The knee is always painful and swollen, not necessarily knee arthritis, it may be a giant cell tumor of the tendon sheath.

Giant cell tumor of tendon sheath is often mistaken for repeated swelling of arthritis
A 60-year-old woman injured her knee joint when she was young. Since then, her knee has been swollen and painful. She thought she was suffering from arthritis, but the treatment did not improve for decades. It wasn't until a period of time that her knee appeared severe swelling, and further examination revealed that the giant cell tumor of the tendon sheath had spread all over the blood vessels of the knee and even eroded to the bone.

Tendon sheath giant cell tumor (TGCT, also known as pigmented villous nodular synovitis) usually grows on the knee. It is a benign tumor caused by inflammation and hyperplasia of the knee bursa.

Tendon sheath giant cell tumor (TGCT, also known as pigmented villous nodular synovitis) usually grows on the knee. It is a benign tumor caused by inflammation and hyperplasia of the knee bursa.
Giant cell tumor of tendon sheath (TGCT, also known as pigmented villous nodular synovitis) is difficult to treat if it grows in the joint.
"Generally speaking, it takes an average of two years for a giant cell tumor of the tendon sheath to be diagnosed by a physician," said Wu Bogui, director of the Musculoskeletal Tumor Treatment and Research Center at Taipei Veterans General Hospital. Because its symptoms are knee pain, swelling and weakness, it can easily be mistaken for degenerative arthritis or sports injuries. Many patients cannot be cured for a long time, and the knee swelling is getting worse and worse. When they go to the hospital to draw the joint fluid, it is found that the blood-red fluid is drawn, and the diagnosis is confirmed.

To determine whether the knee pain is a simple injury, arthritis or a giant cell tumor of the tendon sheath, there is an obvious distinguishing feature, which is whether the knee is swollen. "Giant cell tumor of tendon sheath is not likely to reduce the swelling," Wu Bogui said. "It disappears some, but it immediately swells up." So if repeated swelling lasts for several months, be vigilant.

The cause of giant cell tumor of tendon sheath is related to injury, irritation or gene. The famous American orthopedic oncologist and professor of surgery, Dr. Richard Blackman, pointed out that if the tumor grows outside the joint, it is relatively easy to treat; but if it grows inside the joint, it will cause severe corrosion and destruction to the joint.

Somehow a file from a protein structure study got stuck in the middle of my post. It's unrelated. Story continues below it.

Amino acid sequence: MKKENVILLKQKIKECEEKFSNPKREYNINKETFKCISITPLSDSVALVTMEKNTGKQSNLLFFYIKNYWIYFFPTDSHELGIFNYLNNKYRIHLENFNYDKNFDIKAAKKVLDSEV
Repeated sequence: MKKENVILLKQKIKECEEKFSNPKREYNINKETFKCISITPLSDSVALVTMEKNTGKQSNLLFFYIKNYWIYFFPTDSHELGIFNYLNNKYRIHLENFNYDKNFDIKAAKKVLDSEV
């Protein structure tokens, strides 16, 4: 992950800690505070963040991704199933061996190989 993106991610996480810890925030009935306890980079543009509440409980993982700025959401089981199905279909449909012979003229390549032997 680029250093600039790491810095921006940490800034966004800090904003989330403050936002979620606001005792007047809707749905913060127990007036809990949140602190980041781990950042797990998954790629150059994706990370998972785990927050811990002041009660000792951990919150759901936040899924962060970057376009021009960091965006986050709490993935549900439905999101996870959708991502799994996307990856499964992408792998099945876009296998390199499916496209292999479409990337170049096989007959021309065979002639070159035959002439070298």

Surgery is the main treatment for giant cell tumor of tendon sheath
The most important method to treat giant cell tumor of tendon sheath is surgery. Through surgery, the tumor in the knee joint can be removed.

However, if the tumor is diffuse in a wide area, and even adheres to cartilage, ligaments, nerves and blood vessels, it is more difficult to remove it and it needs to be peeled off carefully. And this situation is easy to relapse. Therefore, after surgery, local low-dose radiotherapy may be required to further clean up the tumor and reduce the probability of recurrence.

Very few giant cell tumors of tendon sheaths can develop into malignant tumors. Malignant tumors can also be removed by surgery, but if the tumor swallows and destroys the function of the nerves and blood vessels in the legs, amputation may be considered.

4 kinds of sports maintenance, knee rehabilitation
Through rehabilitation exercise, patients with giant cell tumor of tendon sheath can better restore joint function. Three months after the operation is the golden period of rehabilitation.

Action XNUMX: Presser foot movement

Giant cell tumor of tendon sheath (TGCT) knee rehabilitation exercise one.
Giant cell tumor of tendon sheath knee joint rehabilitation exercise one.
1. Sit on the front half of the chair with buttocks, spread a towel on the floor, and place the foot on the side of surgery on the towel.

  1. The heel of the opposite foot is placed in front of the lateral ankle of the foot of the surgery side.
  2. Apply force to the opposite leg, bend the leg on the operating side to the tightest, and then press for 5 seconds. Release it slowly.

Action XNUMX: Pull the leg exercise

Giant cell tumor of tendon sheath (TGCT) knee rehabilitation exercise II.
Giant cell tumor of tendon sheath knee rehabilitation exercise II.
1. Sitting in a sitting position, stretch your legs forward, put a towel around the heel of one foot, pull the towel with your hands to bend your knees.

  1. When bending to the tightest, hold for 10 seconds. Then slowly straighten it out.

Action XNUMX: Lying position and leg lift exercise

Giant cell tumor of tendon sheath (TGCT) knee rehabilitation exercise XNUMX.
Giant cell tumor of tendon sheath knee joint rehabilitation exercise three.
1. Straighten the knees of one leg, raise the toes, and then slowly lift up.

  1. When you reach the highest point, hold for 3 seconds. Then slowly put it down.

Action XNUMX: Seated leg lift exercise

Giant cell tumor of tendon sheath (TGCT) knee rehabilitation exercise IV.
Giant cell tumor of tendon sheath knee joint rehabilitation exercise four.
1. Sit on a chair, support both sides of the chair with both hands, with your back close to the back of the chair.

  1. With your knees straight and your toes up, slowly lift your legs for 10 seconds.
  • Slowly and continuously, lower your legs.
  • Editor in charge: Li Qingfeng